Weekly Feature

2018-10-10 / Local News

Clarence resident recognized for urging openness in town government


Janet Vito of Clarence receives an award from Paul Wolf, president of the Buffalo Niagara Coalition for Open Government on Wednesday evening for her public participation at government meetings in Clarence. 
Photo by Julie Halm Janet Vito of Clarence receives an award from Paul Wolf, president of the Buffalo Niagara Coalition for Open Government on Wednesday evening for her public participation at government meetings in Clarence. Photo by Julie Halm The Buffalo Niagara Coalition for Open Government honored several Western New York residents last week for their help in pushing local governments and boards to be more open to the public and public comment.

President Paul Wolf presented an award to Clarence resident and BNCOG board member Janet Vito for her participation in local government as well as editing items for the coalition.

“There’s a senior citizen center in Clarence that was appointed by the Town Board. They changed the rules, saying that people weren’t allowed to speak during meetings and could only submit comments by writing,” Wolf said. “Janet [Vito] brought it to our attention, and the Clarence Town Board has now fixed it.”

Vito said she first read of the coalition in a newspaper and then heard an interview of Wolf on the radio.

“I told my husband that we were going to the next meeting. We have long been advocates for freedom of information and open meeting laws for many, many years,” Vito said. “There is support out there, and we’re grateful to the coalition and to Paul [Wolf].”

West Seneca resident Gary Dickson was also recognized for his public participation in the town government.

“[Dickson] really shows the difference that one person can make and, really, the power of social media,” Wolf said.

He added that in town government meetings, there’s typically a section in the agenda allotted for the public to speak before the board votes on an item. Wolf said that West Seneca residents were only able to speak after the Town Board voted.

“When [Dickson] posted on the Facebook page dedicated to West Seneca, he said it was wrong and it should be changed,” Wolf said. “A lot of people chimed in and weren’t aware of it. ... The Town Board member [Eugene Hart] got the agenda changed. Now, for the first time in at least 14 years, [Dickson], with some social media pressure, got the board to change the agenda.”

Dickson said he was building on the work of several other West Seneca residents who had been working on pushing the government.

“It just goes to show that public pressure does work,” he said after receiving the award. “It may take a while, but it does work.”

Later in an interview, Dickson said he and his wife of three years, Patti Stephens, moved to the area about a year and a half ago.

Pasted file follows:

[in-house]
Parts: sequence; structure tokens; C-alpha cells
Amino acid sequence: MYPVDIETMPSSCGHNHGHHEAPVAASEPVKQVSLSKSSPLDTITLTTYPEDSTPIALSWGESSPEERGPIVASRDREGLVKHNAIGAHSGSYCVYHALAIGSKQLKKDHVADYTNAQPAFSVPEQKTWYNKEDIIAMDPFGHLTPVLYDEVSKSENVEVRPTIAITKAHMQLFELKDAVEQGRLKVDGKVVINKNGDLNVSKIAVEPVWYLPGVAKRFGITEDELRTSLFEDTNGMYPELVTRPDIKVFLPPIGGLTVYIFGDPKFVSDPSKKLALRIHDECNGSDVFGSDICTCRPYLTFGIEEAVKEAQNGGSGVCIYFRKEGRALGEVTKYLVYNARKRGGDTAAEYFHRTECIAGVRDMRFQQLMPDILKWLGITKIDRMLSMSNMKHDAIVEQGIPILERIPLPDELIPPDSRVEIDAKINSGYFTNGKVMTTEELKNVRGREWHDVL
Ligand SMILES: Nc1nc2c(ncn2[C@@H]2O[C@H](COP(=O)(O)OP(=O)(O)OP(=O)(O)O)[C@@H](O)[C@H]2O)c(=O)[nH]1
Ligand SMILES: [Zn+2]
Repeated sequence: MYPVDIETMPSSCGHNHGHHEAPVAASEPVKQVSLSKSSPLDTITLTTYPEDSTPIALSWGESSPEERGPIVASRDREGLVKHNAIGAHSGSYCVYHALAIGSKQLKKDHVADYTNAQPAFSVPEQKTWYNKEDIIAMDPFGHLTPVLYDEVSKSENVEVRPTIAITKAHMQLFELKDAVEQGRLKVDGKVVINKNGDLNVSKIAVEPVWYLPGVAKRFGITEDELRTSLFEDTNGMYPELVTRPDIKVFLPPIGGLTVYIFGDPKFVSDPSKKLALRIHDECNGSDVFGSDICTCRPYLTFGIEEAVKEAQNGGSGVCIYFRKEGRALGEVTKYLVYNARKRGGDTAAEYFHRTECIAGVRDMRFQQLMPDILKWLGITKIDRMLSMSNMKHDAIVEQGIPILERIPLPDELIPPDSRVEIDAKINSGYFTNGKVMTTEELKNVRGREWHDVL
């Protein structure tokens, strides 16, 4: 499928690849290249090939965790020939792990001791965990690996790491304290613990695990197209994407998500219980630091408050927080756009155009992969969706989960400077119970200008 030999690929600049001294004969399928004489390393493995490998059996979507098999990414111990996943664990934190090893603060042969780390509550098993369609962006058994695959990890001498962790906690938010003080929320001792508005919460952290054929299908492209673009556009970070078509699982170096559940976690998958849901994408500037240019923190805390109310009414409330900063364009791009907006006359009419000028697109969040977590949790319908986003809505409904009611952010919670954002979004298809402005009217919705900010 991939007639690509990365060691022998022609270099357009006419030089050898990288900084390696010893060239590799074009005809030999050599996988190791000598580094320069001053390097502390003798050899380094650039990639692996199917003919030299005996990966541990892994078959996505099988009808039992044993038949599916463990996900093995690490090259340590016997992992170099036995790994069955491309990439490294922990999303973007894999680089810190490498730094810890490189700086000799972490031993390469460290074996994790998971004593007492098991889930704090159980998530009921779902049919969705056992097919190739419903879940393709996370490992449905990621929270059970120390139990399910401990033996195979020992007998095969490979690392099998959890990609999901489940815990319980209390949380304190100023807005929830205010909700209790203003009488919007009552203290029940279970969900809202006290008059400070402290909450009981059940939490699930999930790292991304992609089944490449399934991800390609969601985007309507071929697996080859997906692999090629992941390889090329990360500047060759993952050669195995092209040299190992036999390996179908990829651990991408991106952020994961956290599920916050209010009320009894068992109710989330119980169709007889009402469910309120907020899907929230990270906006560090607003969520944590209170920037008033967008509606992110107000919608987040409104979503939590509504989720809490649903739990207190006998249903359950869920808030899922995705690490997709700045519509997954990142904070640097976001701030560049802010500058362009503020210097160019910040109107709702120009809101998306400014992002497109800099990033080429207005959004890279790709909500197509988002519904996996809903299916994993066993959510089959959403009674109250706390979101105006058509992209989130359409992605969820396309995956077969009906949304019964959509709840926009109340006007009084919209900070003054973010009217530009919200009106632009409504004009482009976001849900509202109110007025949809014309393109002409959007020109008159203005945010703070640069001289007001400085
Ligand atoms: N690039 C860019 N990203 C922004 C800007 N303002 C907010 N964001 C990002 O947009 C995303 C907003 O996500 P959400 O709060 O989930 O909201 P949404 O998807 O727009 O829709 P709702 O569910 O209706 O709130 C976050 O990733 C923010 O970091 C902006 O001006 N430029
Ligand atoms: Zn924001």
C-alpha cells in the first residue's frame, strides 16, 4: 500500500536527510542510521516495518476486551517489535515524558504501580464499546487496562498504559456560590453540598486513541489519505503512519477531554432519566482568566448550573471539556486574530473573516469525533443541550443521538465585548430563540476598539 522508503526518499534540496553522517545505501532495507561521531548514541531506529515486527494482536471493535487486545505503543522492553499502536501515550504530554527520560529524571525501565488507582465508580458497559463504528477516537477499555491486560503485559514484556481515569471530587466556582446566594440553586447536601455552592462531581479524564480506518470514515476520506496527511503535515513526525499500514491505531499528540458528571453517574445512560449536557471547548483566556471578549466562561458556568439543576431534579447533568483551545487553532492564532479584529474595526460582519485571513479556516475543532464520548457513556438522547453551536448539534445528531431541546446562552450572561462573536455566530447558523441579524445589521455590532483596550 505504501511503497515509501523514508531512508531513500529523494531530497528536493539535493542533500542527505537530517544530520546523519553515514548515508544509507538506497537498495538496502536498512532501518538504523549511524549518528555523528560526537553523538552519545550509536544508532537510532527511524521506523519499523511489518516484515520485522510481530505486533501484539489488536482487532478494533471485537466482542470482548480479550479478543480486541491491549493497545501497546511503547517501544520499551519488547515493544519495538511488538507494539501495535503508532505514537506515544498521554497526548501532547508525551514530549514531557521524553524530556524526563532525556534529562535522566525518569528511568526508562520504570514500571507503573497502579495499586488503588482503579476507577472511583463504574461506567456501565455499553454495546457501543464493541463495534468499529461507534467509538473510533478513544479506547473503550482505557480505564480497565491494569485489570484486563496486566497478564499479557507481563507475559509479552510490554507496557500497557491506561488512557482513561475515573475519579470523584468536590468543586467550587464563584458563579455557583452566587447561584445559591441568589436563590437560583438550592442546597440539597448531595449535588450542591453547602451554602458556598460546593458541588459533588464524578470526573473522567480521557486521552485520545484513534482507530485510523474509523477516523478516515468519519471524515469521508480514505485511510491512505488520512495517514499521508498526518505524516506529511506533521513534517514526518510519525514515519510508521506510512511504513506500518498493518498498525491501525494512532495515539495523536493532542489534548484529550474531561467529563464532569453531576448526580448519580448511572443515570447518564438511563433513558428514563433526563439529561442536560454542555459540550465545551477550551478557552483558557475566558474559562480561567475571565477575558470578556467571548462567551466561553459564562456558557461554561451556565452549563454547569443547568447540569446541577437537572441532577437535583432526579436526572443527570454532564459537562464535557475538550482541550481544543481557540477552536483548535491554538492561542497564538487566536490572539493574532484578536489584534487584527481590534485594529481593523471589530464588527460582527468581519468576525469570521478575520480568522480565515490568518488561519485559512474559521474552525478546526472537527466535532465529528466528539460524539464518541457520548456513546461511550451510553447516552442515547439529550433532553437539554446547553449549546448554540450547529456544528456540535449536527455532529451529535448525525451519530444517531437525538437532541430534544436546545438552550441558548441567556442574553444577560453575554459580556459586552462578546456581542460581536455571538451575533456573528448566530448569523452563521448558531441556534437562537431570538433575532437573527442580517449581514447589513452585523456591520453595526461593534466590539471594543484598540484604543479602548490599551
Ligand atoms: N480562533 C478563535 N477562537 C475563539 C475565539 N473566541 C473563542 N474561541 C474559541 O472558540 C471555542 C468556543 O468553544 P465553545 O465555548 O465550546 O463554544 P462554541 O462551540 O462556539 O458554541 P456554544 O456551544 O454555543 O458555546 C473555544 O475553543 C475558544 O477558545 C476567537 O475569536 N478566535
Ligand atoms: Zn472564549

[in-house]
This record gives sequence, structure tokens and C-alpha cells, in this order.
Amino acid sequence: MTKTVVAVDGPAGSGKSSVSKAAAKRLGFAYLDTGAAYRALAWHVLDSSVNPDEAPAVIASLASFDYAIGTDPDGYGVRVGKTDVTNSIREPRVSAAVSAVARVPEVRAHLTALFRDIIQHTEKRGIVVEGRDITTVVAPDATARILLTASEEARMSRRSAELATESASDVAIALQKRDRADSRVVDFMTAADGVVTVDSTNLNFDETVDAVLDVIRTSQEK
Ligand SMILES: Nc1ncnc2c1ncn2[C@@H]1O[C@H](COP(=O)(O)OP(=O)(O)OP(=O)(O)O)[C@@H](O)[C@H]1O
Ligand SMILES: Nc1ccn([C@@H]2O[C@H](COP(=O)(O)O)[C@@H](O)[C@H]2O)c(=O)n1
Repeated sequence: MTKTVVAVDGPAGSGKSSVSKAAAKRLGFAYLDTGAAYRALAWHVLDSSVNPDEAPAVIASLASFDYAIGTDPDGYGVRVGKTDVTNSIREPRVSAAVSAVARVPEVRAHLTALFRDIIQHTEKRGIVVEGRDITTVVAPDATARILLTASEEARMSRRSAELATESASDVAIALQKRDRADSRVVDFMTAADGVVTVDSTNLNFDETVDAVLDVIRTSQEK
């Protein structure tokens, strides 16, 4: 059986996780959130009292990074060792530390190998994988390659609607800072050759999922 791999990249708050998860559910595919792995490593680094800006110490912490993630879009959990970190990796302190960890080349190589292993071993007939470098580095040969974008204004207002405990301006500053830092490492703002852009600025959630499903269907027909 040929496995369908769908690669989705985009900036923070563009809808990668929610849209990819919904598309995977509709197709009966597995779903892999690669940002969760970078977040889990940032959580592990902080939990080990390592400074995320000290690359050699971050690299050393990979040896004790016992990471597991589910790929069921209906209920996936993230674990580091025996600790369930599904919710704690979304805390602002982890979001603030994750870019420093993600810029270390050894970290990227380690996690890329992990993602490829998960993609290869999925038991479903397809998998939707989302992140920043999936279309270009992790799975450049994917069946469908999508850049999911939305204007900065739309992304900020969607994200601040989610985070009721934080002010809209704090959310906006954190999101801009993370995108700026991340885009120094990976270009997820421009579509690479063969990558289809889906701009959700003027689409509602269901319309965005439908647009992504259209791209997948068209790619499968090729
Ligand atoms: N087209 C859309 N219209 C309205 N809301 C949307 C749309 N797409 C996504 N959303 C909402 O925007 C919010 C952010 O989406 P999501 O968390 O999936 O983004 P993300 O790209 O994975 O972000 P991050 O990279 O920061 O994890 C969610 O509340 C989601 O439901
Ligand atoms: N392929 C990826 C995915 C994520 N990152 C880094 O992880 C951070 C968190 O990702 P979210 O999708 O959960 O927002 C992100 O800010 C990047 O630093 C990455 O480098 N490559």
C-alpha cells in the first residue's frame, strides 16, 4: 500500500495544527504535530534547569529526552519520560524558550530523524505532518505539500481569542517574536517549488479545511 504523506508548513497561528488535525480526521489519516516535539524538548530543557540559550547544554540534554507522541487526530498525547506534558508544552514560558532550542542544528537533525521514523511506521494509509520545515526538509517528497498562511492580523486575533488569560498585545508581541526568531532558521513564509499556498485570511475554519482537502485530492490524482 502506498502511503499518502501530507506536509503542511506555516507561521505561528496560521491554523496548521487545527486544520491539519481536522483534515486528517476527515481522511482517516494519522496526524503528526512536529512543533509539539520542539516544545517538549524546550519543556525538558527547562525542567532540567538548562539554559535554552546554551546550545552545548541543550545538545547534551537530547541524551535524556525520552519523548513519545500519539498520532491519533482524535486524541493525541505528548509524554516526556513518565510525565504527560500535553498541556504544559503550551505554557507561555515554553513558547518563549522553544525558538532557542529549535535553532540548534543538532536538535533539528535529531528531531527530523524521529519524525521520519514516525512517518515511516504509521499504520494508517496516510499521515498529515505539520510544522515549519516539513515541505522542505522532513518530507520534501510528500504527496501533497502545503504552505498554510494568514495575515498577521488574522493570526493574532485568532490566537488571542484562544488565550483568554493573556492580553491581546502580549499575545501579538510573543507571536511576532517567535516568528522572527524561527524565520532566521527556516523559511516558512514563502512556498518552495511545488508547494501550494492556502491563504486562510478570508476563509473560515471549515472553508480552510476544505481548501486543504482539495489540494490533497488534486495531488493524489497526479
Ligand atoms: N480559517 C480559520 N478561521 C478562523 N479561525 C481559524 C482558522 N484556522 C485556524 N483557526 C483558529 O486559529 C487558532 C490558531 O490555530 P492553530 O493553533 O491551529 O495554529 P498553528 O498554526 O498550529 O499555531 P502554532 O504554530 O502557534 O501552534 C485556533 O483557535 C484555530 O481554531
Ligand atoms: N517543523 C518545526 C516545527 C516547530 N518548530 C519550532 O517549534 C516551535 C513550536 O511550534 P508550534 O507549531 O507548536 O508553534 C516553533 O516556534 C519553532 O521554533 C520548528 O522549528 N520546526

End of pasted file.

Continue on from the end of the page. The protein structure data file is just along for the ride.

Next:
He said along with urging the town government to change the agenda, he said he also helped in restaffing the ethics committee for the West Seneca Town Board.

“When we moved here, the first thing I saw was the ethics committee had nobody on it; it hadn’t met in years. So, I met with both [councilmen], and I tried to meet with the supervisor,” Dickson said. “In Town Board meetings, I got up and said, ‘This is what’s been going on. It’s shameful.’”

He said the ethics committee was created in 2009 on paper but wasn’t staffed until 2014. Dickson said it lasted about two years until November 2015. He said it wasn’t re-staffed until around June of this year.

He also urged the board to film the meetings.

“Everybody for years has been pushing to allow videotaping and streaming of Town Board meetings,” he said. “It was only a few months ago that they said, ‘OK, we’ll try it.’ There have been lots of other people who, for years, have been pushing the Town Board of doing things like that.”

He said he had to applaud the board for making the changes.

“Maybe it was a little late, but they are giving into some of the requests. ... I’m fortunate to have been part of it,” Dickson said. “This award is for everybody who has been involved with the town government in West Seneca and not giving up, sticking with it.”

Dickson retired after 27 years with the FBI fighting organized crime and street gangs. He was also in the U.S. army.

Stephens, Dickson’s wife, is also involved with local government. She was recently elected as a chairwoman for the Republican Party of West Seneca.

“We’re both community minded people. I don’t want to say politicians, but we certainly have an interest in having West Seneca succeed,” Stephens said. “It’s just such a great place. We hope some new leadership, and a little tweaking, will help this area grow.”

The BNCOG is a nonpartisan, not-for-profit organization, according to Wolf. He said the next step is to become a 501(c)(3) organization, to begin receiving some funding.

Wolf said the coalition will continue to pursue local governments to be more open — posting meeting agendas and minutes, filming meetings, posting contact information for department heads and elected officials.

He said the BNCOG reported in 2017 that only two of 16 local governments, eight from Erie County and eight from Niagara County, were acceptable in terms of openness.

“Part of our mission is to educate the government officials that they need to do better, that they can do better and give them suggestions,” Wolf said. “Some will put up a meeting agenda, but not the documents. It’s a constant battle, and we’re seeing some results.”

In 2018, Wolf said the number of more open local governments has increased to six of the 16.

“All [the BNCOG is] interested in is good, open government. There’s no one policing this stuff,” he said. “So, hopefully by residents coming together, we can make it better.”

The next BNCOG meeting will take place at 5:30 p.m. Thursday, Nov. 1 at the Williamsville Library, 5571 Main St.

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